ARCE: The Surprising Emergence of the Egyptian Book of the Dead at the Beginning of the New Kingdom

Presented by Peter F. Dorman, University of Chicago

The ancient Egyptian Book of the Dead is an integral part of the long tradition of mortuary literature that descends from the earlier Pyramid Texts of the Old Kingdom and Coffin Texts of the Middle Kingdom. Included in private burials in the form of brilliantly illuminated papyrus scrolls beginning in the early New Kingdom, these scrolls were known in ancient times as the “Book of Coming Forth by Day,” and their purpose was to help effect the transfiguration of the deceased’s soul as an immortal, effective spirit.

The formulation of the Book of the Dead as a series of texts on a papyrus scroll, however, was by no means foreordained. In fact, the transmigration of ritual spells from coffins of the Middle Kingdom to papyri of the New Kingdom was determined by major changes in burial custom, which also entailed experimentation with different materials that could most effectively be used in private burials. This lecture traces those burial changes, the evolution of textual transmission, the origin of illustrated vignettes, the central role of Theban region in the creation of this new funerary tradition, and the somewhat surprising end product—namely, Books of the Dead that could be afforded only by the wealthy elite. Sponsored by Eva and Donat Kirsch in partnership with the American Research Center in Egypt: Orange County Chapter.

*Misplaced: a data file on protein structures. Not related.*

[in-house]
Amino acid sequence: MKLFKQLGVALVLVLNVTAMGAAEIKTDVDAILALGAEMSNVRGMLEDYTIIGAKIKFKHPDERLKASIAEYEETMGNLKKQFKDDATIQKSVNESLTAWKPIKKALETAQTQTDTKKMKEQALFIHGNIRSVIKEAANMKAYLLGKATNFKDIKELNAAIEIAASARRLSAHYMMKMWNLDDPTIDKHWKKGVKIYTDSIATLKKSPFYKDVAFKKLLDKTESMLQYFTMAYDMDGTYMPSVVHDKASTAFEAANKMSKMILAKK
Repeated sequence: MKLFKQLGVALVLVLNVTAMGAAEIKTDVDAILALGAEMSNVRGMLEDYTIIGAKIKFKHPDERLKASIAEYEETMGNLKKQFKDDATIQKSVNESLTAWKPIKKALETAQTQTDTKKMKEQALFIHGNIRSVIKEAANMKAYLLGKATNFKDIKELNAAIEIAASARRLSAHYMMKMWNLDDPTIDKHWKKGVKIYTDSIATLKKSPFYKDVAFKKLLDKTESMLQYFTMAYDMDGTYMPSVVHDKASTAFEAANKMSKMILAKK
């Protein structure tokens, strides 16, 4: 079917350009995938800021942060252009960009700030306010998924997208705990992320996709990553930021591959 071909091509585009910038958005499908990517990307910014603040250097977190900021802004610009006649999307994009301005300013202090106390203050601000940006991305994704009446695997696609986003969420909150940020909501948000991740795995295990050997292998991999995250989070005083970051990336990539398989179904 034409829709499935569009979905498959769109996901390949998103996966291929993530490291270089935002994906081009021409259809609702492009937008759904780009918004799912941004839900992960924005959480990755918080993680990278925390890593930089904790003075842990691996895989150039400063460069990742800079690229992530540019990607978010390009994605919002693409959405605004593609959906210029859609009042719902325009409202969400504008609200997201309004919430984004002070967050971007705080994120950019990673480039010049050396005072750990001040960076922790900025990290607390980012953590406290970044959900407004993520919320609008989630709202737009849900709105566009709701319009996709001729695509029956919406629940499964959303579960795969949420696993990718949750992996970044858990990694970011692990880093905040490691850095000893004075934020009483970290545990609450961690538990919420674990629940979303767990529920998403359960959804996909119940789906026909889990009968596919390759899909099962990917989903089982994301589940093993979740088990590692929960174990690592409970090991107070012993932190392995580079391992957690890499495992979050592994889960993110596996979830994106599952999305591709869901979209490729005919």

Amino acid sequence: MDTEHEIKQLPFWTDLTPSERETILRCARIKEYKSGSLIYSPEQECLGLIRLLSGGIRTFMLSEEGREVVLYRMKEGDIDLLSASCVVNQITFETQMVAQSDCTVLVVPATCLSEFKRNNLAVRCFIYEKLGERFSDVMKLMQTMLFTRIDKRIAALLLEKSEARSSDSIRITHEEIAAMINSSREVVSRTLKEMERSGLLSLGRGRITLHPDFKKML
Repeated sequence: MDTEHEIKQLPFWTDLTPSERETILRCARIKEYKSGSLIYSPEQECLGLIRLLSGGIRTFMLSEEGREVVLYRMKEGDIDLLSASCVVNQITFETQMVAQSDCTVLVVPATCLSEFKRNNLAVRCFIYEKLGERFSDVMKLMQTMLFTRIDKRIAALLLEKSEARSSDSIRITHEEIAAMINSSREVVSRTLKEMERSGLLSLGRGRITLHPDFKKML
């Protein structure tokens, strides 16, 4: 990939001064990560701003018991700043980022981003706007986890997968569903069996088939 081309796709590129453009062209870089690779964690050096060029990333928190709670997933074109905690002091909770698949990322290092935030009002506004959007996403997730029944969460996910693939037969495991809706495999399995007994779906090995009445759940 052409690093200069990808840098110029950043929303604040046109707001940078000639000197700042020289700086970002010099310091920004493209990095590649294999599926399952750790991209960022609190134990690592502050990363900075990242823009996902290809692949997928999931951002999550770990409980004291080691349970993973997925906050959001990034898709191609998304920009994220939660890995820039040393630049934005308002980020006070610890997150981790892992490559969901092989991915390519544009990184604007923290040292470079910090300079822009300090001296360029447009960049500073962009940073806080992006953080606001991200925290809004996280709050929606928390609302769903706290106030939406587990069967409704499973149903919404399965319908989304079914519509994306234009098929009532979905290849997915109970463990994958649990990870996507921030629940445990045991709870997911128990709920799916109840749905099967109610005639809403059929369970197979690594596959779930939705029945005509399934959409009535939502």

Location: Norma Kershaw Auditorium 

Ticket info: Free for Bowers and ARCE Members | General $12 


TICKETS: Online or onsite. Questions? E-mail This email address is being protected from spambots. You need JavaScript enabled to view it. or call 714.567.3677. Proceeds benefit Bowers Museum Education Programs. Tickets are non-refundable.

Event details

November 4, 2017 1:30 pm - 3:30 pm

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